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TFF 2012: Three Things You Should Know About Short-Form Filmmaking

TFF 2012: Three Things You Should Know About Short-Form Filmmaking

The Tribeca Talks panel “The Future is Short: Storytelling in the Digital Age” offers simple and telling information about how to get your content out there and maybe make some money back. The landscape is still fairly disjointed, with a few too many special sauces brewing in the pot.

The financial future may not be as bleak as it looks.

For documentary director-producer Morgan Spurlock, the most exciting part of creating online content is the fact that as the filmmaker, he owns half of his intellectual property.

“Having a greater stake in what you’re making is huge as a filmmaker,” he says. “The most valuable thing you have is your IP. Through our deals with Yahoo and Hulu, I own 50 percent. Maybe there’s less budget upfront, but a greater ownership in the long run is a much better investment in yourself.”

At The New York Times newly launched Op-Docs program – a video Op-Ed of sorts – its series producer and curator Jason Spingarn-Koff says that they either share the copyright with the filmmaker or the filmmaker owns it outright, but either way they can release across multiple platforms and are not beholden to the NYT.

YouTube’s foray into original programming is still trying to find it’s footing, but they don’t claim to be a licenser in the traditional sense.

“We’re not going out and paying on a per film basis,” says YouTube’s head of East Coast and Canadian TV Laura Lee. “We won’t be taking a bundle. We really want to get into originals because we thought that there were so many captivating stories that weren’t being told to a wider audience. We figured we could essentially piggy-back on our local base and go at it that way – expanding on something that’s already there.”

To celebritize your video or not.

Although no one will deny that having a big name draws a big crowd, it’s not necessarily the answer to your YouTube video’s problem.

“We’re finding people very interested in hearing about real people that have real stories,” says Spingarn-Koff. “Rather than just having a celebrity because they’re a celebrity.”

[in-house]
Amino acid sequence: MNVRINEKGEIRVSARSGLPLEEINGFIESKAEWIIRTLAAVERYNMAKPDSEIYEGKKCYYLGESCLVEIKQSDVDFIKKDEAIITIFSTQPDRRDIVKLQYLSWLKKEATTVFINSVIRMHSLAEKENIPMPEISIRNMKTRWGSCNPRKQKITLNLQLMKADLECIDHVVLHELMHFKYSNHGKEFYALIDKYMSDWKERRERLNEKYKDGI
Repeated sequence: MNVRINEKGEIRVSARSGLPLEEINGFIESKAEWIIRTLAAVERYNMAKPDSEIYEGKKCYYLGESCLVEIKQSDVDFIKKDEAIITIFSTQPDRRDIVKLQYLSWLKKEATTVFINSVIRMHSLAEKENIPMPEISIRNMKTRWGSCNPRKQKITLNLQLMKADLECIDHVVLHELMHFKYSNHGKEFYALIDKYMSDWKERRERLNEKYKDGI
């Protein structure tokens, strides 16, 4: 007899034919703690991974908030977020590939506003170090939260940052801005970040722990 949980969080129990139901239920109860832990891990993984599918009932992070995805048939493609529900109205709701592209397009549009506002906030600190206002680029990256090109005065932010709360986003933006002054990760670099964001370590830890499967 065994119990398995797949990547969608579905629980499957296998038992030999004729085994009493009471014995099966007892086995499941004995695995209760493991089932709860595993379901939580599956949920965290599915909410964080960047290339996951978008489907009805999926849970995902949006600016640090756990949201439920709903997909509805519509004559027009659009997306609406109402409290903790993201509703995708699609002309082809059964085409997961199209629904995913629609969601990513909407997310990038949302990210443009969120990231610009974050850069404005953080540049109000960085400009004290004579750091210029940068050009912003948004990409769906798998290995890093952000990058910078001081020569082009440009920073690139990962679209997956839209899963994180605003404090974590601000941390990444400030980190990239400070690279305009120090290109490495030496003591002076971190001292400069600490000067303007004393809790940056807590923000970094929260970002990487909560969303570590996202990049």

Spurlock’s show the Failure Club on Yahoo is getting a million hits per episode and it’s about completely unknown individuals in the Tri-State area.

Of course, that’s Spurlock and The New York Times. In order for regular Jane Shmane to get her work seen on YouTube, etc. she’ll need to do more than just upload her video. All the unsexy stuff about online content, like metadata and keywords and SEO tags, even just knowing to click on ‘monetize’ is necessary to begin the process of gathering the audience you want and the numbers you’re looking for.

Change your approach when creating short-form.

Michele Ohayon of Magnet Media – an accomplished feature documentary filmmaker – admits she thought it was crazy when Focus Forward approached her to make a 3-minute film.

“Once I wiped the slate clean and stopped editing the way I’ve edited my feature footage,” she says, “I realized it gives you a certain freedom to go with the most important part of your story. I’m not talking about sound bites, I’m talking about something my 14-year-old son will actually watch and pay attention to.”

Spurlock was looking to create a venue for documentary films that didn’t seem daunting to audiences. He realized that mainstream consumers often see docs as like a medicine that is a bit hard to go down, but with 3-minute shorts it becomes a lot easier to advocate change for a certain cause or at the very least be a touchstone to a larger audience.

“The reality is that no one really wants to watch a documentary about poverty and education,” explains documentary director-producer Annie Sundberg, talking about her commissioned project by The Sundance Institute’s Skoll Foundation on anti-poverty education program called Youth Build. “I hate to admit it, but it’s true. So we made it into 3-minute shorts to be released every month to highlight the key aspects of their work. We took a vision of a long-form documentary and went short with it to reach the audience we needed and to work within the budget constraints we had.”


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